What I found was a thoughtful exploration of exactly what propaganda is and (not surprisingly) how it works. Stanley pulls from several different academic fields to craft his thesis, including social psychology, feminist theory, philosophy of race, analytic philosophy, and both classical and modern political philosophy. From Aristotle to Wittgenstein, Rousseau to W.E.B. DuBois, Stanley does a great job summarizing and analyzing the relevant positions within each work to show how propaganda works.
The first three-quarters of the book are surprisingly non-technical and accessible, so even the armchair philosopher or engaged voter can get a brief history of political philosophy as it relates to liberal democracy, along with Stanley’s own ideas. The last few chapters necessarily have a few areas of technical terms and logical propositions and syllogisms, but even this is not overwhelmingly technical.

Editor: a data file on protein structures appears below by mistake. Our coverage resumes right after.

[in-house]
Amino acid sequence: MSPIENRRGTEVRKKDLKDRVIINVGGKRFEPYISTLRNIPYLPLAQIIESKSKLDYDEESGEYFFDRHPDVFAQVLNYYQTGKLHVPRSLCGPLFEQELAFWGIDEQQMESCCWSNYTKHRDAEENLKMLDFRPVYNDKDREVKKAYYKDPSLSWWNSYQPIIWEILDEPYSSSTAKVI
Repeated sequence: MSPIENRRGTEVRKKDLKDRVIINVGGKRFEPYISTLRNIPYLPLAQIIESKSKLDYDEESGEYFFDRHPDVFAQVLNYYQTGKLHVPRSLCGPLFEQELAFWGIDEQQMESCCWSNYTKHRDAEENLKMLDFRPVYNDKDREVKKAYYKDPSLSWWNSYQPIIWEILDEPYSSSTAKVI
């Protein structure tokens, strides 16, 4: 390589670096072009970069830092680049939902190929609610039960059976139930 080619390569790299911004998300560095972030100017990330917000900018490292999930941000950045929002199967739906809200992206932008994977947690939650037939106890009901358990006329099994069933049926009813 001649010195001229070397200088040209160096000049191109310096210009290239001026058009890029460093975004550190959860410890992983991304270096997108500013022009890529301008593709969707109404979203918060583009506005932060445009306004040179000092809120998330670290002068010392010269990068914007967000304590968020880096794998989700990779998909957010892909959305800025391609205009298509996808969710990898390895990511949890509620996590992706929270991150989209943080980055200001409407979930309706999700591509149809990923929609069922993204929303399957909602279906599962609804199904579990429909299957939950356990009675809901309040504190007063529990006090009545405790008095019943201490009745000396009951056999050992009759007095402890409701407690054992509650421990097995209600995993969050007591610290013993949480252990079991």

Another strength of this work are the clear examples of propaganda cited throughout. Deliberate deception and misinformation are presented in recent real-world terms. These illustrations strengthen the validity of his argument, though his goal is not one of providing an easy way to identify propaganda. Instead Stanley focuses on peeling back the layers that surround the metaphysics of propaganda. More specifically, he is focusing on what propaganda is and how it works within liberal democracies like the United States of America.